It took nine tubs of paint to cover the walls of the room as thickly as Voula wanted. Close to the walls, she heard communal life continuing on all sides. It was like listening to cockroaches fighting in the insulation. She shared a bathroom between two floors, five families, seventeen citizens. Once she had finished the walls, she began painting the floorboards. She started at the edges of the room and moved inwards, following a spiral of right angles, closing in on the mattress. When she reached the centre, which was Voula, she stood still and waited for her work to dry; hours later, she pulled up the mattress, stretched her muscles, and finished the job. Her neighbour knocked every few hours with more paint; Voula paid in absentminded handfuls of currency. One evening, his eyes were black. He was clutching a leaflet. Voula curled her lip and closed the door.


The painter disciplined his son. He had come home with a white, splattered face and a cut lip. ‘Fewer THINGS,’ he told him, ‘but less ACTIVITY.’ His son was not concentrating. He was watching, through the window, the steady downpour of items from the flat above: a purse, a jumper, empty paint cans, a small, round bathroom mirror. When the box was empty, Voula drew the newly-installed blinds and taped them to the frame.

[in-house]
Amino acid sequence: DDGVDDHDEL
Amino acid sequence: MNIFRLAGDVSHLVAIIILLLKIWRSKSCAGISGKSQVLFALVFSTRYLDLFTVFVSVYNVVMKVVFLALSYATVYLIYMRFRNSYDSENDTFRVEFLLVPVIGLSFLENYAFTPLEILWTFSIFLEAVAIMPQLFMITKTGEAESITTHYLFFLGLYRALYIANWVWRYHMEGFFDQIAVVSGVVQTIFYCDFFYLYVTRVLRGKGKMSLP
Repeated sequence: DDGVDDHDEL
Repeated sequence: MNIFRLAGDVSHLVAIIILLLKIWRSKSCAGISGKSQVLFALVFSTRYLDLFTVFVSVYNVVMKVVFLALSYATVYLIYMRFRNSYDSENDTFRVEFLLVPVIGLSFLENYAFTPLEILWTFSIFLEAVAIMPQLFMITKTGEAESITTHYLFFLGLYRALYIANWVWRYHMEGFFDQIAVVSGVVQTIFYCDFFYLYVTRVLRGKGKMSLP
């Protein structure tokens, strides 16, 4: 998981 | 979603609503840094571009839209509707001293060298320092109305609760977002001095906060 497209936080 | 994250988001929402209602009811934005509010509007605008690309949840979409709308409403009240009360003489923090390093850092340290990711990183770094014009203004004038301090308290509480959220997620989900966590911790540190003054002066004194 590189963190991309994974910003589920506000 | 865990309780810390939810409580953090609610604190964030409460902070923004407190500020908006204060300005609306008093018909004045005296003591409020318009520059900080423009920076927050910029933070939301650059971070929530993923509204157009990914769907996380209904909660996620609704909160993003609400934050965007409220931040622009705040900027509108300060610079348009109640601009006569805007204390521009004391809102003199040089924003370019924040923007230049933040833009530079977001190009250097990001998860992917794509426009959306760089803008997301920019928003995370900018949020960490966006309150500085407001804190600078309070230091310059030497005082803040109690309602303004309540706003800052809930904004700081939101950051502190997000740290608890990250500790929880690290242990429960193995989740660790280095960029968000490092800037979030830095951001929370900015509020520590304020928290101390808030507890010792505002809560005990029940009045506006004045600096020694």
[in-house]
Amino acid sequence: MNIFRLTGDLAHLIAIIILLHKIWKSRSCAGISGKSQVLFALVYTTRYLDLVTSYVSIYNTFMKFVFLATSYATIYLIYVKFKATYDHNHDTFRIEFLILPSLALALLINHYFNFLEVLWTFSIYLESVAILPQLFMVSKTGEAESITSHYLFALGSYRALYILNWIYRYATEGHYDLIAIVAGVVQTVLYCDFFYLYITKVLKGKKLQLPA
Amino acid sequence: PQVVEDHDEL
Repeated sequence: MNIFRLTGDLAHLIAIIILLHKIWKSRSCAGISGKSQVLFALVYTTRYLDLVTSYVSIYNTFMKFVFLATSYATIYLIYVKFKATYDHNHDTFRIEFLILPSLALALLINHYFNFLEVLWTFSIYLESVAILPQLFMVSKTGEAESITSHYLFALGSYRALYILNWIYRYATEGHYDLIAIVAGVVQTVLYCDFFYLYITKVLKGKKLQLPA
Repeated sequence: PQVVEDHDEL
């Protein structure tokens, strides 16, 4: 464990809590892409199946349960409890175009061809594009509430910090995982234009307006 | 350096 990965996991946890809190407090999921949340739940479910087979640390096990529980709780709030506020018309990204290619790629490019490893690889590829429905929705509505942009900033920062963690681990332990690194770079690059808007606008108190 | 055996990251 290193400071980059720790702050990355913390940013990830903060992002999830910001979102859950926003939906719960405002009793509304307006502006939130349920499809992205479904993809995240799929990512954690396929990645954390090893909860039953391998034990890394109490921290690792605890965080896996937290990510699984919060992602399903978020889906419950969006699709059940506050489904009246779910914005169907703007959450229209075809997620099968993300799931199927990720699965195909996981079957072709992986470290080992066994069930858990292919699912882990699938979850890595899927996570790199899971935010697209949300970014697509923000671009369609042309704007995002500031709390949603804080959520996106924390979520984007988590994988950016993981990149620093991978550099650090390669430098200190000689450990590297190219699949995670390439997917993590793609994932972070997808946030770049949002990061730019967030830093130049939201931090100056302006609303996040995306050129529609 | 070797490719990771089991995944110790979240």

The mattress was as good as white, except for a thin black line that skirted two edges, making it impossible. The shower curtain was, thankfully, a perfect fit. Voula was careful to sit entirely still, so that the curtain did not crease and ruin everything. Silence was crucial. Quiet was colourless. Even the insects next-door put her life in jeopardy. Her legs remained folded, her spine remained straight, her hands remained clasped to her throat, holding the stitched sleeves of six men’s shirts tautly in place. If she held out a hand, it was possible that it would dissolve into the room itself. The room was white, Voula was white, entirely; the edges between Voula and plaster, between Voula and cotton, would disappear. Possibly. More likely, the slightest crunch of the curtain would once again reduce everything to its outlines. Or the sleeves would slip and reveal the patch of careless collarbone left unpainted.